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Pop culture obsessives writing for the pop culture obsessed.

A time-loop setup cycles Agents Of S.H.I.E.L.D. through the season's best episode

Elizabeth Henstridge and Joel Stoffer on Marvel’s Agents Of S.H.I.E.L.D.
Elizabeth Henstridge and Joel Stoffer on Marvel’s Agents Of S.H.I.E.L.D.
Photo: Mitch Haaseth
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Ah, the time loop episode. A proud mainstay of genre TV, the conceit has proven remarkably fecund through the years, creating some of the finer outings for the series that have chosen to employ it. Buffy The Vampire Slayer had an awfully good one, though it only lasted for part of the episode. The X-Files’ version of the time loop was a lot of fun. Star Trek: The Next Generation does a take on it that’s one of the best. But Agents Of S.H.I.E.L.D.’s execution of the twisty premise? It can stand toe-to-toe with any of the installments I just mentioned. This was the best episode yet of the final season, and arguably a contender for the list of best S.H.I.E.L.D. episodes, period.

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This would be a hell of a way to kick off your directing career, so kudos to Elizabeth Henstridge for doing just that. Not only did she get to film her own death scene, but she brought an excellent and light touch to material that could’ve easily gotten too precious by half, and waited until those final minutes to really let the camera sit with the characters, holding back on trying to force any pathos until the story had earned it. It helps that Enoch, by definition, is a character engineered to avoid any mawkishness; the Chronicom’s death is affecting precisely because his demeanor prevents hokey sentimentality, instead feeling truer and rawer precisely because his utterances are spoken with the detached affect of simple truth, not soporific crocodile tears. When he pulls out his equivalent of a heart in order to fix the time drive and save the team, his brusque efficiency is far more moving than some drawn-out gesture, and Henstridge’s crisp but mannered direction serves that tone well.

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But that’s how they end the time loop, not what they do inside of it. And the true joy of this episode comes from the combination of playfulness and anxiety generated by the cast (with a lion’s share of the credit going to longtime MVP writer Drew Z. Greenberg) as they imbue the team with a perfect amount of world-weary “great, we’re all about to die, AGAIN” stress. The “blips” of the continual resets don’t muck about with trying to draw out the opening routine, which is a pitfall a lot of time loop episodes stumble into; after the second reboot when Daisy realizes what’s going on, we quickly move to a structure in which the narrative jumps right to wherever things left off the previous time, letting character dynamics create the humor, rather than can-you-believe-this nudges in the ribs from watching her and Coulson go through the motions repeatedly. (In fact, the one time they do kill Daisy, forcing Coulson to deliver his exasperated speech bringing her up to speed for the second time, it’s all the funnier for being the exception to the rule.)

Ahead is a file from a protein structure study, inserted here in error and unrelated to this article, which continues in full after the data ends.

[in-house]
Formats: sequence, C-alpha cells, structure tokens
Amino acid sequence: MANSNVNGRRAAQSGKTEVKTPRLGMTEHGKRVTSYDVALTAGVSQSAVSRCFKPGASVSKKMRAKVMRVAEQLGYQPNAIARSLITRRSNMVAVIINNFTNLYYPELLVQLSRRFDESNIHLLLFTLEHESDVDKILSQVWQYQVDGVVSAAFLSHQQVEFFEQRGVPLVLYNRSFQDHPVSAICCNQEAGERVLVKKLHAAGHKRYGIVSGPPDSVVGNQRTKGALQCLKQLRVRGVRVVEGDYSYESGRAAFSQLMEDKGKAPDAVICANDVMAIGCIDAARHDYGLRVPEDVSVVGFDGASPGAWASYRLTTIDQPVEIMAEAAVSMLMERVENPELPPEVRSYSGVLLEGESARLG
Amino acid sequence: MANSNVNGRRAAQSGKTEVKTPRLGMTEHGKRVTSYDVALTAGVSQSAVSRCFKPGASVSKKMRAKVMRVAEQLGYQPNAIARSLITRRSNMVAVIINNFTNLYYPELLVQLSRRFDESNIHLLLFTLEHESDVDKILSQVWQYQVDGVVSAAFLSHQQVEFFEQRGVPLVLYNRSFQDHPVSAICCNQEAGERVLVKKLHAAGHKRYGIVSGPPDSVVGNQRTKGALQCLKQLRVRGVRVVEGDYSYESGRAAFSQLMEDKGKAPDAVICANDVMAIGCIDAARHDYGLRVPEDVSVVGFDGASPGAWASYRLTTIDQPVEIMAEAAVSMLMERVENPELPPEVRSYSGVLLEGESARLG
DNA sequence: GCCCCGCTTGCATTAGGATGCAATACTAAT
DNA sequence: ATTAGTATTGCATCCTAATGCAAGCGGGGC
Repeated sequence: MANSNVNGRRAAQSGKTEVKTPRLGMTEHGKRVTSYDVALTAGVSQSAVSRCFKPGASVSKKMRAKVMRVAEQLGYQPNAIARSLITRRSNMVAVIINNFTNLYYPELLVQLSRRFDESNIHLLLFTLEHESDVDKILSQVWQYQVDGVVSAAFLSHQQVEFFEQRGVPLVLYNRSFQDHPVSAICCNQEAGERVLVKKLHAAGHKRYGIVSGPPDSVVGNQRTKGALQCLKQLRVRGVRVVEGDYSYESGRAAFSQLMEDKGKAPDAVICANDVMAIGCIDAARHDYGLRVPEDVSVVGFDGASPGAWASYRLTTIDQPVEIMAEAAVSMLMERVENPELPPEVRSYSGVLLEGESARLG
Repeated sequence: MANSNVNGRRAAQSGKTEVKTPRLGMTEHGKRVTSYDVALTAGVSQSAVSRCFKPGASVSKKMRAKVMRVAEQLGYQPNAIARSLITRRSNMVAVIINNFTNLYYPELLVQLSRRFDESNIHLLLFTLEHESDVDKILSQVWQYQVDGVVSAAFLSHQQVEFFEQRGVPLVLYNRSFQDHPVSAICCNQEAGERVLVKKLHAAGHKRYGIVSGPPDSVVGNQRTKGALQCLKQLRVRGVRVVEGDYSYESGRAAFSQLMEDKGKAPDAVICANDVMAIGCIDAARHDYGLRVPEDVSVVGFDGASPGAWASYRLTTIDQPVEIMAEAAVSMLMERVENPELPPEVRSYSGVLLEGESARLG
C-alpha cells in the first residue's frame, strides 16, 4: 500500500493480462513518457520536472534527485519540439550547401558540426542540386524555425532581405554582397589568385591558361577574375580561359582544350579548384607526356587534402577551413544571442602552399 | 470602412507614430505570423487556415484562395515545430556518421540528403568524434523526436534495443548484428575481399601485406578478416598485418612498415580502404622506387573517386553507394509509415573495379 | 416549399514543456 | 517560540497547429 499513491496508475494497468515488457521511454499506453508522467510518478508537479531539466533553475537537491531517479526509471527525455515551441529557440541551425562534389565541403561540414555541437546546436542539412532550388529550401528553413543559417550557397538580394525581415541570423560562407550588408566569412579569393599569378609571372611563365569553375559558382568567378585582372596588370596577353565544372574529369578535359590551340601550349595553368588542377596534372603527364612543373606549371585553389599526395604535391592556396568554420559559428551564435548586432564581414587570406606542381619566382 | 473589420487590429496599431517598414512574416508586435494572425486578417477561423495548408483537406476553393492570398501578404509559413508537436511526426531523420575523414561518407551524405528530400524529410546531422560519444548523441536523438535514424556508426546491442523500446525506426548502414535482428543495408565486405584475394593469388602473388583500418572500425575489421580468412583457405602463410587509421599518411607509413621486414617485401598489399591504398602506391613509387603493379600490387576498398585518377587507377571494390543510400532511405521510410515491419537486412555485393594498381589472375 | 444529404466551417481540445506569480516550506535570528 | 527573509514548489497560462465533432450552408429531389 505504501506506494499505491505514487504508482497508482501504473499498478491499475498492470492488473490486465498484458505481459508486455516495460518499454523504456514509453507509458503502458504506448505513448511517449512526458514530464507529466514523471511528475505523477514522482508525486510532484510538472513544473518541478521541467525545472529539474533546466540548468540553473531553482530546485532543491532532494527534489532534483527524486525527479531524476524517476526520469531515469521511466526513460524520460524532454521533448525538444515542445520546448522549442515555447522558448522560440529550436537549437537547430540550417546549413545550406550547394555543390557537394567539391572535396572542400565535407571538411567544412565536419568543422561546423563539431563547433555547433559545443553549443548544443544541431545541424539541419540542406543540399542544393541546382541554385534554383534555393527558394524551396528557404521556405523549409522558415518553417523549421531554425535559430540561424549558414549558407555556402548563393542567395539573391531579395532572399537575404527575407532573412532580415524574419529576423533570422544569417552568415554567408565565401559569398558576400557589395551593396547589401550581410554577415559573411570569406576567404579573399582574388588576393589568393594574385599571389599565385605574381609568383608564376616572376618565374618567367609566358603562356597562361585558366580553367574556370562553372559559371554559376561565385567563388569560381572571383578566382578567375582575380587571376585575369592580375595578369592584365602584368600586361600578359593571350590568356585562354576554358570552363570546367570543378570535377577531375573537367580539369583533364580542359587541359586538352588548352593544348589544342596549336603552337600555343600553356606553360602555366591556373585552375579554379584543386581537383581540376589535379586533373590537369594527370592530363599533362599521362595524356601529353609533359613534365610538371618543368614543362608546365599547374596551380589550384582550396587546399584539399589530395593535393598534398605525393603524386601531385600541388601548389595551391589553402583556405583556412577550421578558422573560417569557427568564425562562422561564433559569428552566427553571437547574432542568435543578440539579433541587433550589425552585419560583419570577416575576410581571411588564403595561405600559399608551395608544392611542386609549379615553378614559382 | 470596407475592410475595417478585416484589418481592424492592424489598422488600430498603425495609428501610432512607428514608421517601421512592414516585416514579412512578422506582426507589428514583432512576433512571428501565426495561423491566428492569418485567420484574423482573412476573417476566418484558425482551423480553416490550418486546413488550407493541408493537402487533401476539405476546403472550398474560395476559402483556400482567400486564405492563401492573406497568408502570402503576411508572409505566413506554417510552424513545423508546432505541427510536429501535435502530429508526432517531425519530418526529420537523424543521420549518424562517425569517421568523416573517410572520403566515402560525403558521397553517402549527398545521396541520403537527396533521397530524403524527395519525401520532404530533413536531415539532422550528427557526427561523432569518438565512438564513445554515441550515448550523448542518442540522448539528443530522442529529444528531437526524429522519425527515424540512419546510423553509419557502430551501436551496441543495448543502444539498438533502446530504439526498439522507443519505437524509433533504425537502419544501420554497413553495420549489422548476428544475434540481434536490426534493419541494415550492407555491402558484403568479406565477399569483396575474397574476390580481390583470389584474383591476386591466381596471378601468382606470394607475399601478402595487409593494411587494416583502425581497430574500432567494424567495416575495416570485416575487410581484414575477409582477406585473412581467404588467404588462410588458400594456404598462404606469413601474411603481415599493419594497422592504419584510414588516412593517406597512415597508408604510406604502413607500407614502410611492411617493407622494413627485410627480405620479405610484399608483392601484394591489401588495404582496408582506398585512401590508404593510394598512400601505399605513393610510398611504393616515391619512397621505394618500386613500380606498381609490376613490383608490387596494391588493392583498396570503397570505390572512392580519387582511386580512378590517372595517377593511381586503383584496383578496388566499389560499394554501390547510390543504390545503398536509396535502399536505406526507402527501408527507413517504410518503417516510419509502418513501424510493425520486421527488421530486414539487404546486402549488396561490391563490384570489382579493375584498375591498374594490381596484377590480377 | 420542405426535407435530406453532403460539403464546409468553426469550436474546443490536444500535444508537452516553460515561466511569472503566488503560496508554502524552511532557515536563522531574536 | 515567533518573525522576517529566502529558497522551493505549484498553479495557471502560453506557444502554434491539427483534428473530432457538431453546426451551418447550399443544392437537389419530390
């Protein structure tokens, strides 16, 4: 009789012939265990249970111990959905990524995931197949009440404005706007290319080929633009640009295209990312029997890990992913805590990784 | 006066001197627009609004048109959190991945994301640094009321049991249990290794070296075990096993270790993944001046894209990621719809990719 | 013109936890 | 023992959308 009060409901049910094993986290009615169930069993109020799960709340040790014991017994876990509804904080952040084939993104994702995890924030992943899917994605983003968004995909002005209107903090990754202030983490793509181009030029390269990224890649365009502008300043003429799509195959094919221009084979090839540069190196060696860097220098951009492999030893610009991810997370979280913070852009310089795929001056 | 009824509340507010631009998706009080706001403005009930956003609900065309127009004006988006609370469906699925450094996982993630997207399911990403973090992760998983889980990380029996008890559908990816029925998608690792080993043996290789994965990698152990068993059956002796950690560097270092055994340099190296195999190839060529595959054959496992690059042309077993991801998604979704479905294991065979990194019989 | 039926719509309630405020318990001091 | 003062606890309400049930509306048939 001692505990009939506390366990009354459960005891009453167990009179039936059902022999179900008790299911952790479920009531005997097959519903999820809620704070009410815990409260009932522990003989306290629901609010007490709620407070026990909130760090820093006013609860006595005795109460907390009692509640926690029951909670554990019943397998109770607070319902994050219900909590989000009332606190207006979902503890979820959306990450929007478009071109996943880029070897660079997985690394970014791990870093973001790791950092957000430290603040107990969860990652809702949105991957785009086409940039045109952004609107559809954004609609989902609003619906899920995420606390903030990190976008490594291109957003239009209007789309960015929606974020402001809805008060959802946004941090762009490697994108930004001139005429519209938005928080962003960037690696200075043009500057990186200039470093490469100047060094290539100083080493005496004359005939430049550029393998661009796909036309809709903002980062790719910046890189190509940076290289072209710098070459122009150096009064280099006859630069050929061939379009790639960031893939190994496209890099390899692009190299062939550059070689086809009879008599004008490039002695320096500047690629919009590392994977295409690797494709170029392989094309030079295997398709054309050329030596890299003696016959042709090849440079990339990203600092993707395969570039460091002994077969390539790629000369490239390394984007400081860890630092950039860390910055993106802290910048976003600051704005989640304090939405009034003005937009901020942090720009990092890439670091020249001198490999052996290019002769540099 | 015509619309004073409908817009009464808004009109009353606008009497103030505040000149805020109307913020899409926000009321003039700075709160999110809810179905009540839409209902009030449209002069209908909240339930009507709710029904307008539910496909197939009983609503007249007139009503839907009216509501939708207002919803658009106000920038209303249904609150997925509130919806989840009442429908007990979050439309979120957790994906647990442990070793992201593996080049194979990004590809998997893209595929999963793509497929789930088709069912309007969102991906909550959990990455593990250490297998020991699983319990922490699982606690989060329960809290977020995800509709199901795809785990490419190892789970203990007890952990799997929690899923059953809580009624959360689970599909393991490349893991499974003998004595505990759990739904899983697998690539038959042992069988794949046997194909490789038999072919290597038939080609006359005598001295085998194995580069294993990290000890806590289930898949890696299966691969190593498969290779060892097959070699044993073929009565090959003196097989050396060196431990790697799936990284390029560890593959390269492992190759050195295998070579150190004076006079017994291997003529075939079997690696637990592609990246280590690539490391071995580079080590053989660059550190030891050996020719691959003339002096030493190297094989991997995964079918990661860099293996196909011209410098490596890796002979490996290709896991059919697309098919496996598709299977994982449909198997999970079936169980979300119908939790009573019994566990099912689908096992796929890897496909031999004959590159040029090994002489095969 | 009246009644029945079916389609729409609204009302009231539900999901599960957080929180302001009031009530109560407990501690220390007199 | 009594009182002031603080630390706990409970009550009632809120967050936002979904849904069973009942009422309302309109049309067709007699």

Chloe Bennett and Clark Gregg
Chloe Bennett and Clark Gregg
Screenshot: ABC

The setup is simple, as is the eventual solution: The time drive is glitching, which made the Zephyr pull a jump inside of a jump, thereby setting them into a vortex that will eventually pull them in and...annihilate their existence somehow. (Even Deke’s not sure just what will happen, besides them all dying horribly.) After running out of ideas to stop it from happening, they ask Jemma to remove the memory implant blocking her full knowledge of the ship’s history, which is when she realizes what could fix the drive: the whatsit inside Enoch. (It has a long and unmemorable name.) The realization that Jemma programmed Enoch to prevent the implant’s removal at all costs is a great wrench to throw in the works, and adds to the fun as every attempt to keep the Chronicom away from the situation—including everybody trying to fight him at once—all fail. (There’s almost no way Daisy couldn’t have quaked him to a pulp, given what we’ve seen her do in the past, but sure, let’s pretend.) And when Enoch learns his insides are the key to saving everyone, he doesn’t pause to blink: He just pulls it right out, as he hopes anyone would do for him. Cue the emotional climax.